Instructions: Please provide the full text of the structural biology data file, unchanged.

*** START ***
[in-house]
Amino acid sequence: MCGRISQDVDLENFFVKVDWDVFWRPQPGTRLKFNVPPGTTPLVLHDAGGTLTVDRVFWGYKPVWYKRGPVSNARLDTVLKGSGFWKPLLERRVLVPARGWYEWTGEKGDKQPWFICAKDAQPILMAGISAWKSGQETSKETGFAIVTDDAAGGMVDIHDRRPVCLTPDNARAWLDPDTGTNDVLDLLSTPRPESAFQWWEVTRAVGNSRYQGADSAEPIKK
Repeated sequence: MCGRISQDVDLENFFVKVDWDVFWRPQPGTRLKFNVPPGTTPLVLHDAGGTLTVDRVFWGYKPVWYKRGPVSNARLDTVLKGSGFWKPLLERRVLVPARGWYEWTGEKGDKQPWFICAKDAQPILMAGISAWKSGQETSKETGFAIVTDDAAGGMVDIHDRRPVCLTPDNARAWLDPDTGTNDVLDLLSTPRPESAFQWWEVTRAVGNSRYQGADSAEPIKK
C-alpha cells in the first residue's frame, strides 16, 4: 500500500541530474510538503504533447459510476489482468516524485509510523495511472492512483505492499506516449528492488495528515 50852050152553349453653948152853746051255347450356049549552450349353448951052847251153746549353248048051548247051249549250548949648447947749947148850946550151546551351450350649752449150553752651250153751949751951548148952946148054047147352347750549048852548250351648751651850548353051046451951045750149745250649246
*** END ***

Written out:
[in-house]
Amino acid sequence: MCGRISQDVDLENFFVKVDWDVFWRPQPGTRLKFNVPPGTTPLVLHDAGGTLTVDRVFWGYKPVWYKRGPVSNARLDTVLKGSGFWKPLLERRVLVPARGWYEWTGEKGDKQPWFICAKDAQPILMAGISAWKSGQETSKETGFAIVTDDAAGGMVDIHDRRPVCLTPDNARAWLDPDTGTNDVLDLLSTPRPESAFQWWEVTRAVGNSRYQGADSAEPIKK
Repeated sequence: MCGRISQDVDLENFFVKVDWDVFWRPQPGTRLKFNVPPGTTPLVLHDAGGTLTVDRVFWGYKPVWYKRGPVSNARLDTVLKGSGFWKPLLERRVLVPARGWYEWTGEKGDKQPWFICAKDAQPILMAGISAWKSGQETSKETGFAIVTDDAAGGMVDIHDRRPVCLTPDNARAWLDPDTGTNDVLDLLSTPRPESAFQWWEVTRAVGNSRYQGADSAEPIKK
C-alpha cells in the first residue's frame, strides 16, 4: 500500500541530474510538503504533447459510476489482468516524485509510523495511472492512483505492499506516449528492488495528515 50852050152553349453653948152853746051255347450356049549552450349353448951052847251153746549353248048051548247051249549250548949648447947749947148850946550151546551351450350649752449150553752651250153751949751951548148952946148054047147352347750549048852548250351648751651850548353051046451951045750149745250649246